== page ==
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在线翻译:
szdaily -> People
Painter revitalizes old village with art
     2015-January-16  08:53    Shenzhen Daily

    Anna Zhao

    anna.whizh@yahoo.com

    NIUHU Old Village, a marginal place bordering Dongguan in Guanlan, Longhua New Area, could be like any other old village that was left to decay due to neglect, but thanks to native villager Deng Chunru, who is also an artist, it has been transformed into an art village that fosters a strong cultural climate. While seeking to revitalize the old village through art, Deng is preserving the old village in his own way.

    Transforming the village

    As a painter and curator of art exhibitions, Deng, 37, is a familiar face in Shenzhen’s art circles.

    Deng left the village in 1985 and didn’t return until his parents moved back for retirement to their hometown.

    When he visited the village in 2007, he was shocked to find that an ancient school, Qiming School, where he and his father had studied, was a desolate place.

    The school, with a history of 200 years, was decrepit and the schoolyard was overgrown with wild grass taller than a grown man. Only a barely visible memorial archway standing behind the school indicated the school’s unique place in history.

    The bleak scene struck Deng’s heart because he thought the school, where generations of people spent their childhood, deserved better care.

    He thought of renting the school from the village and making it a work studio together with two friends, but after a friend proposed turning the school into a mill to churn out inferior quality paintings, Deng decided to rent the place alone.

    He did some simple repairs on the building but retained its original appearance as much as possible. A room on the school building’s second floor was turned into his work studio, which was next to a roofless balcony where he could spend leisurely afternoons with a cup of tea.

    In 2012, Deng moved his family from bustling Luohu District to the secluded village. He believed the quiet and the village’s beautiful natural scenes would be good for his creativity.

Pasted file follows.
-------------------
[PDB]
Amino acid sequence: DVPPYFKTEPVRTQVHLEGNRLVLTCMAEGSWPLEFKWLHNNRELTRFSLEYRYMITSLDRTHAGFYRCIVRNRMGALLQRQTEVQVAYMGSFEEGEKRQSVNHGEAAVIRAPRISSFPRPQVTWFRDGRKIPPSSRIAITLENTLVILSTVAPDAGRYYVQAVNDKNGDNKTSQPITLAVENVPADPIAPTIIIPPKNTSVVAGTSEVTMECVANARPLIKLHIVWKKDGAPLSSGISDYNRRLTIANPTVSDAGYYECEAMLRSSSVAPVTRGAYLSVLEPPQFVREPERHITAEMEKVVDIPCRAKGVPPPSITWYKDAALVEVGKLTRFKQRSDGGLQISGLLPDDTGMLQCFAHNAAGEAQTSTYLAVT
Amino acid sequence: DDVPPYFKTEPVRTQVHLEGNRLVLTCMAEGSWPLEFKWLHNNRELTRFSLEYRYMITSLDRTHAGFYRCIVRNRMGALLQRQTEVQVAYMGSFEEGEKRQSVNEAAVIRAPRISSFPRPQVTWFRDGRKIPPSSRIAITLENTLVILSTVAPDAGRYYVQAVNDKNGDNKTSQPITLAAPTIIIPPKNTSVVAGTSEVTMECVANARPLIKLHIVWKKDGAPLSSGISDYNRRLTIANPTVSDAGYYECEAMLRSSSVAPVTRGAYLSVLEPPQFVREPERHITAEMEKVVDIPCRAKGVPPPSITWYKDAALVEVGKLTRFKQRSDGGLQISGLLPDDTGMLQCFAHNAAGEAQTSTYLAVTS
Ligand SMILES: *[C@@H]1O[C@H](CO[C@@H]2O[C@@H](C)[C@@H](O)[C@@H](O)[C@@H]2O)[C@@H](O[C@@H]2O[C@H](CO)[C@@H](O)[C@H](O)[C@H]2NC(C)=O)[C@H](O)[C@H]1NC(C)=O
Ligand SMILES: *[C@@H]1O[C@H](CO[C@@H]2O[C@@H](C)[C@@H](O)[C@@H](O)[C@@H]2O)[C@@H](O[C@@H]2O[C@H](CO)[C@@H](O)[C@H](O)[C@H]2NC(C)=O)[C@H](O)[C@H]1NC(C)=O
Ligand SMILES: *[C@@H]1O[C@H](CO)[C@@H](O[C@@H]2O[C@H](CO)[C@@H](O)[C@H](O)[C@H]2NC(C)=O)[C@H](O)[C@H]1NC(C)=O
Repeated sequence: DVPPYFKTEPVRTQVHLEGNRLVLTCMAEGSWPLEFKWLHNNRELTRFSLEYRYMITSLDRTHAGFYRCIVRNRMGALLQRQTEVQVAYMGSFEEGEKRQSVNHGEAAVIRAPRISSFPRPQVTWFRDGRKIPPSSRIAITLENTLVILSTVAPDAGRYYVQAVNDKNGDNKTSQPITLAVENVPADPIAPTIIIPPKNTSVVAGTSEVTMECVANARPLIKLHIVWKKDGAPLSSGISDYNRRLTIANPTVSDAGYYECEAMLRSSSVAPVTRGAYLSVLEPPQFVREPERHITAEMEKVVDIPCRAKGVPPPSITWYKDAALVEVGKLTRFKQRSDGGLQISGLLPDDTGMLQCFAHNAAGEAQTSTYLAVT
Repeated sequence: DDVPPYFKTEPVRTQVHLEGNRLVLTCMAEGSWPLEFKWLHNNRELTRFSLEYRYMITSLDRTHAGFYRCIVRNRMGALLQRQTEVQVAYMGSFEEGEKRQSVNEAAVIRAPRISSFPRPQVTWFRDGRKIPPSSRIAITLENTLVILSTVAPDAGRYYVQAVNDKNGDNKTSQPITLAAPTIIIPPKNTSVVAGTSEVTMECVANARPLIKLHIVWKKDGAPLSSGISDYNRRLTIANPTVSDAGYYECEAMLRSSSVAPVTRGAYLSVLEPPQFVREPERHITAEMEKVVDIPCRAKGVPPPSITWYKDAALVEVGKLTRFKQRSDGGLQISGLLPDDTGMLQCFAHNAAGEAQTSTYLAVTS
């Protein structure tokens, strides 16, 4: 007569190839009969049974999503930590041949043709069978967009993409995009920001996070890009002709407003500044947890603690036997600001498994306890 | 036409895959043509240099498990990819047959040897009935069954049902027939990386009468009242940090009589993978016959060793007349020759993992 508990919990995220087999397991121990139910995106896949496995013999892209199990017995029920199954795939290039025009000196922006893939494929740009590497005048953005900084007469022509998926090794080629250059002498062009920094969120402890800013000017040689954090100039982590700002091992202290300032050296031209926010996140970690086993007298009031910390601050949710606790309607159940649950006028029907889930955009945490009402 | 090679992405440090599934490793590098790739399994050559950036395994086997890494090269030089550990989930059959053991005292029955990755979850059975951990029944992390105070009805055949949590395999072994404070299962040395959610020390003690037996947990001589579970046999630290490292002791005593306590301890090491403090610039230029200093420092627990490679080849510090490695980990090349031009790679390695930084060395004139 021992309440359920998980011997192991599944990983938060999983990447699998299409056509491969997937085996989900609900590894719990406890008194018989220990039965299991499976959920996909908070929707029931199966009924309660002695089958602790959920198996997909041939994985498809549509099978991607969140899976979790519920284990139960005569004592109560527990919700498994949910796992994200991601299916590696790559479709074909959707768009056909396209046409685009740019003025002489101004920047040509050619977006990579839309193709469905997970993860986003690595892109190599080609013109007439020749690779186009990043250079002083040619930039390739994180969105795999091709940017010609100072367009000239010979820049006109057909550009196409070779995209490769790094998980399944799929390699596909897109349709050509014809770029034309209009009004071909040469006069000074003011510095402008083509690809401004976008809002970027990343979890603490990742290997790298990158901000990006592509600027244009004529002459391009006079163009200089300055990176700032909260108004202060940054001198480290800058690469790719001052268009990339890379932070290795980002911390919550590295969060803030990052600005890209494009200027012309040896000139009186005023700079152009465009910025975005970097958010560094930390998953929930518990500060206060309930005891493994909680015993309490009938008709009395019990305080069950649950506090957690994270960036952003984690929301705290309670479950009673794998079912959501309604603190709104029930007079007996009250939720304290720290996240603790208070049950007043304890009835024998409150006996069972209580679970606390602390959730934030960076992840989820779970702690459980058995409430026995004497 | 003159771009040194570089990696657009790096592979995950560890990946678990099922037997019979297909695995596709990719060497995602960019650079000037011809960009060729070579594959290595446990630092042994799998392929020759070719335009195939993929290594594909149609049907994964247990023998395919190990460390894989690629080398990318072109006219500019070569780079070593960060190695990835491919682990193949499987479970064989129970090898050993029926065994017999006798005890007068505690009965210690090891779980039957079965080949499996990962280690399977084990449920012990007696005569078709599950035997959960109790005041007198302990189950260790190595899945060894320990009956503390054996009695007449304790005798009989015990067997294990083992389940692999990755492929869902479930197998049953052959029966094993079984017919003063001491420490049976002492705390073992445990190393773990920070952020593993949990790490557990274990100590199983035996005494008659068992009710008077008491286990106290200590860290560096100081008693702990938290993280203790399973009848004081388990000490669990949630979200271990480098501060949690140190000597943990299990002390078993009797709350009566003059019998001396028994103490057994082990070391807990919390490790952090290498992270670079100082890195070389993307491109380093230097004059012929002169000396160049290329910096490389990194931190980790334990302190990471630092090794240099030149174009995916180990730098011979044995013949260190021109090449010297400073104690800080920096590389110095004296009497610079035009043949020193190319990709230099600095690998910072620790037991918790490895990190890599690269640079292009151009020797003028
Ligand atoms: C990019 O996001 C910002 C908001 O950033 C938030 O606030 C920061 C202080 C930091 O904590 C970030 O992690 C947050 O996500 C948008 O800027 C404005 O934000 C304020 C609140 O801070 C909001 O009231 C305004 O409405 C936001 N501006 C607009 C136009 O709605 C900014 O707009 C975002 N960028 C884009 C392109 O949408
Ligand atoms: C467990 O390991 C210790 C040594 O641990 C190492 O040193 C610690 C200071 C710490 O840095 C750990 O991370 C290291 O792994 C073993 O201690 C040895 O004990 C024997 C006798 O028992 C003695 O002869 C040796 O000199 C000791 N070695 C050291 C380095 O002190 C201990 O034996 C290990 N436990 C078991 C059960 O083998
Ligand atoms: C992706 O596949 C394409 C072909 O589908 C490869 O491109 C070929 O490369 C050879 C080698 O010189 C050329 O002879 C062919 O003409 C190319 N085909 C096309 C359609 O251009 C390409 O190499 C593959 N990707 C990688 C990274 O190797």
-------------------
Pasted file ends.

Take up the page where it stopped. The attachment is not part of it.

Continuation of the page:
At first, Deng and his wife often had to drive miles to meet their friends. Later, the couple decided to invite their friends to visit them in the country.

    Not long after they became accustomed to life in the village, they were dismayed to find that more structures in the area were suffering from misuse and neglect. Village houses were being rented out as small, unlicensed workshops and some abandoned houses were used as scrapyards by migrant scavengers.

    As a native resident, Deng believed it was his duty to do something to prevent the situation from worsening. “Maybe I could induce more people like me to set up studios here so that the village could be maintained while keeping its overall environment unchanged,” Deng said to himself.

    He began introducing his friends to the village and helping them rent rooms from local villagers.

    Under Deng’s persuasion, some artists visited the village and were interested in moving there because they were attracted to its charming natural environment and relatively cheap rentals.

    But visiting artist faced issues. The local Hakka residents were skeptical of outsiders. They were worried their lives would be affected by this new influx of people.

    However, Deng worked to dispel the concerns of the artists and locals by working as a mediator between them. Deng spent his time and efforts helping every artist and villager agree on rental terms.

    Painter Liang Guyi was one of the earliest settlers who relocated his studio from F518 Idea Land in Bao’an District to a two-story building in the village.

    More artists who were seeking studios in a good environment with cheap rentals learned about the village. The artists formed a new group called “New Who Art Village,” a name designed to welcome newcomers, Deng explained.